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I need to learn either Firebug or IE Developer Tools in a hurry, and I could use some advice about which one is better. I'll be using either one to debug some JavaScript, primarily with repsect to an XHR mystery. Any tips about which one to choose would likely save me lots of time and would be most appreciated.

EDIT: I already use Fiddler and love it.

EDIT: I aim to support all browsers.

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Added the javascript tag to reach more users with relevant experience. –  ire_and_curses Oct 12 '09 at 0:47

8 Answers 8

up vote 19 down vote accepted

I would suggest starting with Firebug because it traditionally has provided the most powerful set of debugging features.

However IE dev tools (and others such as Opera Dragonfly) are rapidly catching up and are probably preferred if your pages are being displayed primarily in those browsers.

So I don't think you can get away with just learning one or the other. Find out which browsers your users prefer and install the developer tools for each browser.

You'll save yourself a lot of time solving obscure browser specific Javascript or DOM bugs using the debugging platform specific to that browser.

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I would suggest Firebug first, as, it will help you determine errors more quickly, as I found it more intuitive to use, but, if you are only supporting IE then the IE Developer tools would be your best bet.

Which browsers do you support?

That will determine the best one to start with, but, if you have to, use Firebug for the initial debugging.

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Thanks. I aim to support all browsers. –  Slack Oct 12 '09 at 0:25

Learn both, at least if you are pro web coder. There's not much to learn anyway - it's just a tool.

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You'll definitely feel at home with Firebug. I is the easiest and the most powerful of tools that I know of for debugging pages live. I constantly make use of it prior to committing a change to a CSS stylesheet (i.e. margins/paddings, colors and the like). The fact that it also includes a Javascript Debugger and a console is a plus. From what I gather, many that do not use Firefox use Firebug Lite. It's JavaScript powered and a bit slow, though.

IE8 Dev. Tools is useful, but the experience isn't very much alike Firebug, but the concept remains. I recommend also familiarizing yourself with Safari Web Inspector and Opera Dragonfly. They are debugging tools with similar aspects to Firebug.

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Why learn much about Opera since it has such a small market share, and doesn't appear to be growing much? If supporting mobile devices then Safari can make sense, but it also has a small market share, depending on what the target browsers are. –  James Black Oct 12 '09 at 0:53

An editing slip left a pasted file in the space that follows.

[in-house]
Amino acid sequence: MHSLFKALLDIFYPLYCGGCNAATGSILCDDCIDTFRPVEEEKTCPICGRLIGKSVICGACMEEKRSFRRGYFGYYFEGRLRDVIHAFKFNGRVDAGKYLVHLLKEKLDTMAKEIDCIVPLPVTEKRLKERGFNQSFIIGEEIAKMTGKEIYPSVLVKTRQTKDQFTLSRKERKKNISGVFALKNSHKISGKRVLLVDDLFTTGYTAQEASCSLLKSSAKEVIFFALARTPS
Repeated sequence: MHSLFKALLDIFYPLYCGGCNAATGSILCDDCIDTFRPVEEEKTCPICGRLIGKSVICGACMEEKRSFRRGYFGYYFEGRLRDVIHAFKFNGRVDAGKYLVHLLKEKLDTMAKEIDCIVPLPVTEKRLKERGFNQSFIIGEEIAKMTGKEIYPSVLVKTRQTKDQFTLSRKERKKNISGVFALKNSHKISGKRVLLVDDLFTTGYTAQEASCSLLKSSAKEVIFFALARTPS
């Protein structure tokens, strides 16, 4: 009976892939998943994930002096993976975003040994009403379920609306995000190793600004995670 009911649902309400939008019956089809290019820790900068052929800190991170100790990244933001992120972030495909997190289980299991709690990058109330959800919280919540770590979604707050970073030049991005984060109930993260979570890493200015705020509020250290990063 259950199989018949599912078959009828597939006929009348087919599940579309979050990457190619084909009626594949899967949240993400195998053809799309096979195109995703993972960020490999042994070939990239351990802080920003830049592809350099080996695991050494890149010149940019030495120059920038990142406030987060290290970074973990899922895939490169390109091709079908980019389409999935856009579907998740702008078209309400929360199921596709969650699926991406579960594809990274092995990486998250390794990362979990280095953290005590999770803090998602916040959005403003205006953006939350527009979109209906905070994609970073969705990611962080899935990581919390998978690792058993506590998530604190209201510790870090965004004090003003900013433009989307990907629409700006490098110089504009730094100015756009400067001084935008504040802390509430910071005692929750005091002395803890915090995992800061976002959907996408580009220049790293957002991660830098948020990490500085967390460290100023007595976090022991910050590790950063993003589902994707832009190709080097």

Well, to be fair, he did state that he wanted to 'support all browsers', and I thought recommending Dragonfly was at least relevant. –  Furutsuzeru Oct 12 '09 at 1:01
    
Opera isn't very common on computers (except in Europe), but there's a lot of Opera on mobile devices, and the Nintendo Wii's browser is Opera. Again, it depends on your target audience. If they'll all be using desktop or laptop computers in the US or Asia, then IE, Firefox, Chrome, and Safari will cover almost all cases. Otherwise, I'd add Opera to the mix. –  David Thornley Nov 4 '09 at 20:47

Unless it's to test/debug and IE quirk with JS, you are better off sticking with Firebug. IE8 DT doesn't even come close to Firebug in performance or usability. Try IE8 DT and debugging JS while you are running a project in VS's debugger. I'll save you the trouble and tell you "YOU CAN'T". Develop with Firefox as your standard and 99% of everything else will work fine.

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Really IE8 Developer Tools are garbage, laughably slow on any modestly complex page. –  dolzenko Jan 29 '10 at 11:02

I think you will have to learn both, because sometimes things that work in FF don't work as expected in IE, or the other way round, so it will be helpful to use the tool that matches the browser.

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The development tools in Firefox and IE are same now after the arrival of IE8. Yeah, it do mean that Internet Explorer is still not the choice of developers due to many reasons, however the basic tool of FF famous in developers is Firebug and another is Web Developer Toolbar, well IE Developer Tools cover both of them and if you are familiar with IE Developer Tools or Firebug on FF, you shouldn't have any problem to work on the other browser.

This tutorial is useful: Tutorial: Using IE Developer Tools as Firebug in Mozilla Firefox

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As stated already, the answer is to learn both. As goes with cross-browser development, time must be spent to work out the kinks in different browsers. Firebug is by far the superior tool, but if you're troubleshooting a bug in IE, it goes without saying that the IE Dev tool would be the better choice.

Also, since we are still coding for multiple versions of IE. IE 7 compatibility mode is a nice feature to test that you're latest changes that seem to work fine in IE8 are still working/looking like you would expect them to in IE7.

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